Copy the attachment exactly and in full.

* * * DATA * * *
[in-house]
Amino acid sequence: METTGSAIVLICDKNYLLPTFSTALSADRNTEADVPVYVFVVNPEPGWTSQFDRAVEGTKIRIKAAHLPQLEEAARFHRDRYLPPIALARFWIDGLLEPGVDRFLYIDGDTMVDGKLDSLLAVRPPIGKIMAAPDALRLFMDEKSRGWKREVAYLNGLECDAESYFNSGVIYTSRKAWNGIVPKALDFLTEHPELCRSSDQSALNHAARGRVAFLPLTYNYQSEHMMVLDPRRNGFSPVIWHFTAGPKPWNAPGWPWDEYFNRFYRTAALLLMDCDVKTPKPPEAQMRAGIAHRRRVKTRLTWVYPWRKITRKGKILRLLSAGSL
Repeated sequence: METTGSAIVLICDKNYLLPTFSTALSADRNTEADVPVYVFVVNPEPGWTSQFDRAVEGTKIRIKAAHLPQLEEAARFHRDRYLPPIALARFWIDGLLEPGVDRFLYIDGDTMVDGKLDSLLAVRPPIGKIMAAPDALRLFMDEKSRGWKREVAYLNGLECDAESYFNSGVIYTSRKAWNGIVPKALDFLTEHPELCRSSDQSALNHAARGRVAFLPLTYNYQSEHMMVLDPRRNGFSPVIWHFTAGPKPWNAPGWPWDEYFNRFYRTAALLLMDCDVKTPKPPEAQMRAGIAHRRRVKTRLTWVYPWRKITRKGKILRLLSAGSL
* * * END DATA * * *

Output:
[in-house]
Amino acid sequence: METTGSAIVLICDKNYLLPTFSTALSADRNTEADVPVYVFVVNPEPGWTSQFDRAVEGTKIRIKAAHLPQLEEAARFHRDRYLPPIALARFWIDGLLEPGVDRFLYIDGDTMVDGKLDSLLAVRPPIGKIMAAPDALRLFMDEKSRGWKREVAYLNGLECDAESYFNSGVIYTSRKAWNGIVPKALDFLTEHPELCRSSDQSALNHAARGRVAFLPLTYNYQSEHMMVLDPRRNGFSPVIWHFTAGPKPWNAPGWPWDEYFNRFYRTAALLLMDCDVKTPKPPEAQMRAGIAHRRRVKTRLTWVYPWRKITRKGKILRLLSAGSL
Repeated sequence: METTGSAIVLICDKNYLLPTFSTALSADRNTEADVPVYVFVVNPEPGWTSQFDRAVEGTKIRIKAAHLPQLEEAARFHRDRYLPPIALARFWIDGLLEPGVDRFLYIDGDTMVDGKLDSLLAVRPPIGKIMAAPDALRLFMDEKSRGWKREVAYLNGLECDAESYFNSGVIYTSRKAWNGIVPKALDFLTEHPELCRSSDQSALNHAARGRVAFLPLTYNYQSEHMMVLDPRRNGFSPVIWHFTAGPKPWNAPGWPWDEYFNRFYRTAALLLMDCDVKTPKPPEAQMRAGIAHRRRVKTRLTWVYPWRKITRKGKILRLLSAGSL